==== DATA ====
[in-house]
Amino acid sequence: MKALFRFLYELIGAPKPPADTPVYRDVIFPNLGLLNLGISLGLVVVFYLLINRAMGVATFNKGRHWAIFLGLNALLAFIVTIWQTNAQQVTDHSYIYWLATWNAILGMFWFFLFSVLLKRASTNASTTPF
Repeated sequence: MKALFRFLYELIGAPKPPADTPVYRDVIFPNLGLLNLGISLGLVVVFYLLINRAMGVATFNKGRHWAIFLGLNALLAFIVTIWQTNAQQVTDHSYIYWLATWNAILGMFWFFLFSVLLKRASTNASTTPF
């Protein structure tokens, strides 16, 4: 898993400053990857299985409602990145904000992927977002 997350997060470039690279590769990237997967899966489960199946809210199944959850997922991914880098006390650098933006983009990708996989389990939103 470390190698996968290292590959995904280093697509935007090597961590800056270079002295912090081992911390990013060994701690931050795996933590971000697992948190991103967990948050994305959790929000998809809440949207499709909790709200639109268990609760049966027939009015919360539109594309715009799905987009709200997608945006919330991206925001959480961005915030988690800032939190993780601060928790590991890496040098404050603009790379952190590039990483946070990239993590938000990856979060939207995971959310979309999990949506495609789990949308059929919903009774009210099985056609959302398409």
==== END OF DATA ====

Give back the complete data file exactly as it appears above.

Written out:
[in-house]
Amino acid sequence: MKALFRFLYELIGAPKPPADTPVYRDVIFPNLGLLNLGISLGLVVVFYLLINRAMGVATFNKGRHWAIFLGLNALLAFIVTIWQTNAQQVTDHSYIYWLATWNAILGMFWFFLFSVLLKRASTNASTTPF
Repeated sequence: MKALFRFLYELIGAPKPPADTPVYRDVIFPNLGLLNLGISLGLVVVFYLLINRAMGVATFNKGRHWAIFLGLNALLAFIVTIWQTNAQQVTDHSYIYWLATWNAILGMFWFFLFSVLLKRASTNASTTPF
């Protein structure tokens, strides 16, 4: 898993400053990857299985409602990145904000992927977002 997350997060470039690279590769990237997967899966489960199946809210199944959850997922991914880098006390650098933006983009990708996989389990939103 470390190698996968290292590959995904280093697509935007090597961590800056270079002295912090081992911390990013060994701690931050795996933590971000697992948190991103967990948050994305959790929000998809809440949207499709909790709200639109268990609760049966027939009015919360539109594309715009799905987009709200997608945006919330991206925001959480961005915030988690800032939190993780601060928790590991890496040098404050603009790379952190590039990483946070990239993590938000990856979060939207995971959310979309999990949506495609789990949308059929919903009774009210099985056609959302398409």